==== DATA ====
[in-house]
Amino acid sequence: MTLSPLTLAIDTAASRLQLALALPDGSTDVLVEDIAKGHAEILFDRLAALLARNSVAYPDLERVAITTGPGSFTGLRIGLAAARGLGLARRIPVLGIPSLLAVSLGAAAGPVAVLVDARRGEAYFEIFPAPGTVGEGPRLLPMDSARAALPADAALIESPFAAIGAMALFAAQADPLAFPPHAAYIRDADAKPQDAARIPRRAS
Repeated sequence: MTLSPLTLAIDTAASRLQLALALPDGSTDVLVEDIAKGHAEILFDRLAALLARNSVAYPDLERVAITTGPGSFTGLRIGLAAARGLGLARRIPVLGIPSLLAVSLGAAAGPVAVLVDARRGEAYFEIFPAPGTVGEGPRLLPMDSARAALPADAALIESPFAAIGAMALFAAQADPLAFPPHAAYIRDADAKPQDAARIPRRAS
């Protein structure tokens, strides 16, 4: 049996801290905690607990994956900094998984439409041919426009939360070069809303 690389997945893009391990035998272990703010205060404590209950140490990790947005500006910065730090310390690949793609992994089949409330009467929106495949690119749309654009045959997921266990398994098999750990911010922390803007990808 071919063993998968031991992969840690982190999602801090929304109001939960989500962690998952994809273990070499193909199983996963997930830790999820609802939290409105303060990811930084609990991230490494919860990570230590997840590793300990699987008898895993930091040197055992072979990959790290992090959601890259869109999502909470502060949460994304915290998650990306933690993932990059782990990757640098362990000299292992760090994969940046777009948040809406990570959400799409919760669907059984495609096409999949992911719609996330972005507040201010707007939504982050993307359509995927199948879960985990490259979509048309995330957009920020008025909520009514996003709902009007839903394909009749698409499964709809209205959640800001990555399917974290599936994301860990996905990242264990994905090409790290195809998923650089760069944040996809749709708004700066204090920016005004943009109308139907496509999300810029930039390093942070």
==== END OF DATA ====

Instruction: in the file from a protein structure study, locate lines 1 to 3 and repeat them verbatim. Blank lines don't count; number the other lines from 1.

[in-house]
Amino acid sequence: MTLSPLTLAIDTAASRLQLALALPDGSTDVLVEDIAKGHAEILFDRLAALLARNSVAYPDLERVAITTGPGSFTGLRIGLAAARGLGLARRIPVLGIPSLLAVSLGAAAGPVAVLVDARRGEAYFEIFPAPGTVGEGPRLLPMDSARAALPADAALIESPFAAIGAMALFAAQADPLAFPPHAAYIRDADAKPQDAARIPRRAS
Repeated sequence: MTLSPLTLAIDTAASRLQLALALPDGSTDVLVEDIAKGHAEILFDRLAALLARNSVAYPDLERVAITTGPGSFTGLRIGLAAARGLGLARRIPVLGIPSLLAVSLGAAAGPVAVLVDARRGEAYFEIFPAPGTVGEGPRLLPMDSARAALPADAALIESPFAAIGAMALFAAQADPLAFPPHAAYIRDADAKPQDAARIPRRAS